DENVER — As Denver prepares to move to Level Red early in the evening Friday, the Department of Public Health & Environment's executive director said the state and country is in for a much better 2021 if people follow public health guidelines and the COVID-19 vaccine continues to show promising results.
“We’re in for a few rough months here, but I see the light at the end of the tunnel," said DDPHE Executive Director Bob McDonald during a press conference Friday morning with Mayor Michael B. Hancock. "We pull together, we wear face coverings, we physically distance, a vaccine starts to get distributed to high-risk individuals, perhaps starting as early as next month. And as that continues to be distributed throughout our communities, I see 2021 looking a lot different than where we are right now.”
Denver is one of 20 counties that will move to Level Red on the state's COVID-19 dial at 5 p.m. Friday.
Hancock said due to the lack of a national coordinated response, the states, counties and cities around the United States have been forced to react on their own. He said while lives are at stake, he is “appalled” that some elected officials continue to chase conspiracies about the reality of COVID-19.
COVID-19 cases and hospitalizations are spiking in Colorado, but Denver is continuing to be proactive, Hancock said.
Moving to Level Red was an unwelcome change, but one Hancock said he understands — state officials are trying to curb infections, save lives and protect the stressed healthcare systems. Level Red, as defined by the CDPHE, is "for counties with high levels of transmission, hospitalizations, and positivity rates."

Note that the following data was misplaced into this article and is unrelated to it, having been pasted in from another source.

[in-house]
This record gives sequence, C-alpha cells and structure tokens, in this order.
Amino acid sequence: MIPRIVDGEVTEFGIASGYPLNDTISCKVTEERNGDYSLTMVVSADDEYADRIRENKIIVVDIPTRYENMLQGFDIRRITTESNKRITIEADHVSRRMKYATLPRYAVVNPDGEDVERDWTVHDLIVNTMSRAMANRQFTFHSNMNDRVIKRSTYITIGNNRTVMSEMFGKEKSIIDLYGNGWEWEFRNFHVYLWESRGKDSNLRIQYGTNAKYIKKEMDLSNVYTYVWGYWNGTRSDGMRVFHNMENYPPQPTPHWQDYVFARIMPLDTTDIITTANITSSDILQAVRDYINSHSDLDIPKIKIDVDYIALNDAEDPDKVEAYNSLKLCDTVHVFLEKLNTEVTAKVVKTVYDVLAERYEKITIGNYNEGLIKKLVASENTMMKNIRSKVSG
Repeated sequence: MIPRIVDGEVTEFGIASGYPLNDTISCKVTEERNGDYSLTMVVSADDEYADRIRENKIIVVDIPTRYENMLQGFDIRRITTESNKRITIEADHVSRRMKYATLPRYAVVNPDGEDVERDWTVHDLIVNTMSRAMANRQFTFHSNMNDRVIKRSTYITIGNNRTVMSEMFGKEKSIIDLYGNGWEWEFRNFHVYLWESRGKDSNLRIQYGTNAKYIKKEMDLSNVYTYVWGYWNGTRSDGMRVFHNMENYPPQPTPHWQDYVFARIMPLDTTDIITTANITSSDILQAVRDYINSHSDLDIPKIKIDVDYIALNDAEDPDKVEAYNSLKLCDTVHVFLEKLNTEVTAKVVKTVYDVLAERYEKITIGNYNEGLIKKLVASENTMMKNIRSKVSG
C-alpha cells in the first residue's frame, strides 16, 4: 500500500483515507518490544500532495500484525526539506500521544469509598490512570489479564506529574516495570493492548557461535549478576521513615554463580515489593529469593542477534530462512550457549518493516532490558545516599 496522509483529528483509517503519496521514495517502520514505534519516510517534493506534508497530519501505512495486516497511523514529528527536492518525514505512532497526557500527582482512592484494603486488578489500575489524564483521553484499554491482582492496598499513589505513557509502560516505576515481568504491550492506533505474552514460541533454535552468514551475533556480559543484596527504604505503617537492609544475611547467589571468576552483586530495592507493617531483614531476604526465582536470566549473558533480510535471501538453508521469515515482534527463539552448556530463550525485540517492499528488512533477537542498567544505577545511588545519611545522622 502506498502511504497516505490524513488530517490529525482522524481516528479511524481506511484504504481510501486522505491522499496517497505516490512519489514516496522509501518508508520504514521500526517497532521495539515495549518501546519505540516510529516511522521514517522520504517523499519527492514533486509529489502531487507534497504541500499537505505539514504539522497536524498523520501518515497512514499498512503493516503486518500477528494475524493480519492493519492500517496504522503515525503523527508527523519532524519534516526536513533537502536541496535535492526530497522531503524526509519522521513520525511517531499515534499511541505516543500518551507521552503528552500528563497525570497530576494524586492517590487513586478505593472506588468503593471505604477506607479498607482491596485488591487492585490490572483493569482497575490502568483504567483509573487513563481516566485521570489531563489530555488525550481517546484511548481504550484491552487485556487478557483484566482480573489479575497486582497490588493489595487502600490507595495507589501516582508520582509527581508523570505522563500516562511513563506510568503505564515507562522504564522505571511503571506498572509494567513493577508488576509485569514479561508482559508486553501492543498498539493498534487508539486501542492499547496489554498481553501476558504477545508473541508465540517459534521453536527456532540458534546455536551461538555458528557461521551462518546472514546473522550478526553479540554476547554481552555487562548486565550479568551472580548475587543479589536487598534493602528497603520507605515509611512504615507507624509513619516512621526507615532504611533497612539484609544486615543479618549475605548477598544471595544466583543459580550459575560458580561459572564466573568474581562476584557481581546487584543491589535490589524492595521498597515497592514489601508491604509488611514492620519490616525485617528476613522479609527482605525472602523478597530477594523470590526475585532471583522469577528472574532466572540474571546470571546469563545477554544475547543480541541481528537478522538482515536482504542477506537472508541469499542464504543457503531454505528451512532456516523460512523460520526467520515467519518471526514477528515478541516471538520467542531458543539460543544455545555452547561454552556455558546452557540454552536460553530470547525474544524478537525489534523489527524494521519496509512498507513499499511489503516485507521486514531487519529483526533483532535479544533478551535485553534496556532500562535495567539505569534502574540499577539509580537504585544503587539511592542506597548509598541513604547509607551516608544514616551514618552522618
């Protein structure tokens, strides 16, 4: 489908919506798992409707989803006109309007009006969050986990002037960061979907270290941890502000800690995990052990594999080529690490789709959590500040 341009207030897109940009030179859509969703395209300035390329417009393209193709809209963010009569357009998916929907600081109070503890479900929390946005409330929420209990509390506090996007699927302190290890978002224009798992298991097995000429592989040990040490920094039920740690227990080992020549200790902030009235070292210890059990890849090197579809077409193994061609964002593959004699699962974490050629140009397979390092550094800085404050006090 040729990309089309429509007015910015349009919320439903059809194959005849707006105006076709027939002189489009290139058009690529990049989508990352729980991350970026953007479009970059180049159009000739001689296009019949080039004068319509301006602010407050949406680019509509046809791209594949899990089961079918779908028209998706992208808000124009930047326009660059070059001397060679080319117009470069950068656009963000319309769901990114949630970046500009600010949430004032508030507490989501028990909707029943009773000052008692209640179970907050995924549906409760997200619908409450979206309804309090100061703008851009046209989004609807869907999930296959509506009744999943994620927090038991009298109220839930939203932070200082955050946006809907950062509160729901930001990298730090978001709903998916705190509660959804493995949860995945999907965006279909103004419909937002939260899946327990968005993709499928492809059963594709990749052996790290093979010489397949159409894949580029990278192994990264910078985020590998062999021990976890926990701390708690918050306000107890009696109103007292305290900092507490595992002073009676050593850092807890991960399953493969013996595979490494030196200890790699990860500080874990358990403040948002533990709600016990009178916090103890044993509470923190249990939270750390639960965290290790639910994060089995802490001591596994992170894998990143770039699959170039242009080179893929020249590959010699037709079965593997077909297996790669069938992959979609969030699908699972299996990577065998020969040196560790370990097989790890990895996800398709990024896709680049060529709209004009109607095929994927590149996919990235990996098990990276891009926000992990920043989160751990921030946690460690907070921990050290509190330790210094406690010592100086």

The restrictions include:
• No gatherings of more than two non-household members
• No more than 10% capacity for non-critical office businesses
• No more than 50% capacity for critical and non-critical retail businesses
• No indoor dining at restaurants
• No indoor events
• No more than 10% capacity, or 10 people, for indoor gyms
“I know this is hard. I know you hate this. I hate this,” Hancock said.
But he added that it’s the best route to avoid a complete shutdown of the economy and a “catastrophic impact” on the healthcare system.
McDonald said hospitals are not only struggling with a lack of space and equipment, but also staffing.
He said if Denverites don't gather in groups for 30 days, he believes the data will start to turn in the other direction.
He urged residents to download the Add Your Phone app, which provides free notifications if a user may have been exposed to somebody with COVID-19.
If somebody suspects they may have COVID-19, they can visit several different testing sites to find a location, day and time that works for them. McDonald recommended checking the location’s website to ensure they are open before leaving home.
Regarding small businesses, Denver's Economic Relief and Recovery Council has provided guidance, recommendations and clear pathways to help businesses and nonprofits across the city, Hancock said. As of Friday, $10 million had been provided in COVID-19 relief for small businesses and $2 million for nonprofits. On top of that, $4 million will be dispersed to small businesses and nonprofits by the end of the year.
The city’s finance department and economic development teams are exploring additional ways to provide relief, Hancock said.
Now that two vaccines — one from Pfizer and BioNTech, and one from Moderna — are in their final stages before they're available to the public, McDonald said he’s confident that it will be effective and safe.
“What gets us through the next few rough months is face coverings and physical distancing,” he said. “That’s our ‘vaccine’ now. What gets us out of this pandemic is people getting the vaccine."